You've bought into the "squeaky wheel" arguments and now think every CP4 is a ticking time bomb and that all the emissions systems are going to fail. The people with issues complain loudly - the people without generally don't have as much to say. And very importantly, information and reputations take years to turn around, so you're missing the point that substantial improvements have been made in the last decade. As you were so quick to remind me, we're discussing the "OPERATIONAL PROBLEMS WITH NEW DIESEL PICKUPS".

ognend wrote:

I could equally say that you are understating the problems.

I could say that your whole premise has been "I am rich and buy what I want and I want a diesel and if you can't afford it, buy a gasser"? Although you also said "buy the right tool for the job". So, one of us must be confused [emoticon]

For most of the fools out there towing, say, 8-15,000 lbs once or twice a month to the local campgrounds within a 500 mile radius and whose trucks otherwise do not work for a living hauling equipment around construction sites etc. - please explain to me why the diesel is the right tool for the job (righter) than the new 2020+ gasser like the 7.3L Ford or the 6.6L Chevy. Esp. at the $10K premium right off the bat and the much higher maintenance/operational cost down the road.


Not rich - I have to prioritize my spending and budget just like most other people. This forum is largely dedicated to a leisure activity, so most people here have already made the decision to spend lots of money on things that aren't necessary. You're getting all caught up on a $10K difference in vehicles that cost $60K+ already. The higher the trim, the more marginal the cost is relative to the purchase price. Vehicles are pay to play - I don't think diesel mainteinance costs are that high or out of hand.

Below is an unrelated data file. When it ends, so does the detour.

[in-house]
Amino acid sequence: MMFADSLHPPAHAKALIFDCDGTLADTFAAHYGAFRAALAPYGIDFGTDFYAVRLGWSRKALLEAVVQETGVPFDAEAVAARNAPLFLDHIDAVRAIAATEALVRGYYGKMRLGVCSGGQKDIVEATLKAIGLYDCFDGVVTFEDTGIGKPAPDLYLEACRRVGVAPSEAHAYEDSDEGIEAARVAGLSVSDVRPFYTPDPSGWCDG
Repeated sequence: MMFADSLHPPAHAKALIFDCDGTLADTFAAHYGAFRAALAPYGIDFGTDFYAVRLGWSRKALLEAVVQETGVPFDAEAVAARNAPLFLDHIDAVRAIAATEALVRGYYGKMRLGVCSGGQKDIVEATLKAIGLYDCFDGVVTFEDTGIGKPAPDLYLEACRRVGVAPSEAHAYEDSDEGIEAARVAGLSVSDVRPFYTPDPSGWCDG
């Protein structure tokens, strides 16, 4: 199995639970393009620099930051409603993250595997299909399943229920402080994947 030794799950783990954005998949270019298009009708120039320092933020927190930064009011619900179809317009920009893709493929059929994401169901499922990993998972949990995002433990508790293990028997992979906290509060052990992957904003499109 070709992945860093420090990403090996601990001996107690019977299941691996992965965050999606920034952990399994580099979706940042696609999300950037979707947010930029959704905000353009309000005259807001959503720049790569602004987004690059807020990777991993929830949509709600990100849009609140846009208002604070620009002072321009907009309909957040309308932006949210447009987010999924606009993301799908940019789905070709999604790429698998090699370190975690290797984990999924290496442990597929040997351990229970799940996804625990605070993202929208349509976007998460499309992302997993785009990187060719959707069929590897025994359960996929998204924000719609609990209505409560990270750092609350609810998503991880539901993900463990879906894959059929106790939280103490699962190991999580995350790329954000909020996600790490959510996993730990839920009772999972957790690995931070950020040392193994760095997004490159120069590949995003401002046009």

I do think they make the experience much better, starting at 7K, and much safer starting at 14K or 10K if you spend a lot of time in the mountains. Those are all loose numbers, but I firmly disagree with your 16-18000lb figures. Most 40' fifth wheels - extremely common now - are much better behind a diesel. My parameters for when a diesel makes sense do not align with yours, which appears to be confusing for you.

As you pointed out, the title of this thread is "OPERATIONAL PROBLEMS WITH NEW DIESEL PICKUPS". The post asks about operational problems - which are greatly exaggerated and you are continuing to push tropes that are more valid about trucks made ten years ago than they are today. The incremental changes they've made each year have greatly improved the situation. It did not ask about money in the original post.

It asked about diesels, for "Towing a 14,000 lb. fiver into the Rockies". As far as I'm concerned, that's fully diesel territory, especially if that's a dry weight.

ognend wrote:

These are bogus claims, of course. Diesel engine have higher torques so they have strenghtened parts - well, you are explaining why - to deal with higher torques and the heavier weight of the engine. I have never heard of a higher axle or frame or transfer case or anything else failure rate in gassers than in diesel, don't be silly [emoticon]


So first, you ask me to point out what trucks come with stronger components with diesel than gas, then essentially retort "of course they do". For lots of people, especially people towing or hauling heavy to boondocking sites, the increased TC and axle strentgh could be important. The difference in shaft diameter or wall thickness could be the difference between a trail rescue or driving out. The axle on my 6.7HO is monstrous compared to the gas rear end and as a side effect, I am a lot more confident about its strength when asked to crawl over things with a 5K+ camper on it. I ask a lot from my vehicles and am always breaking things - but I'm breaking far less on my diesels.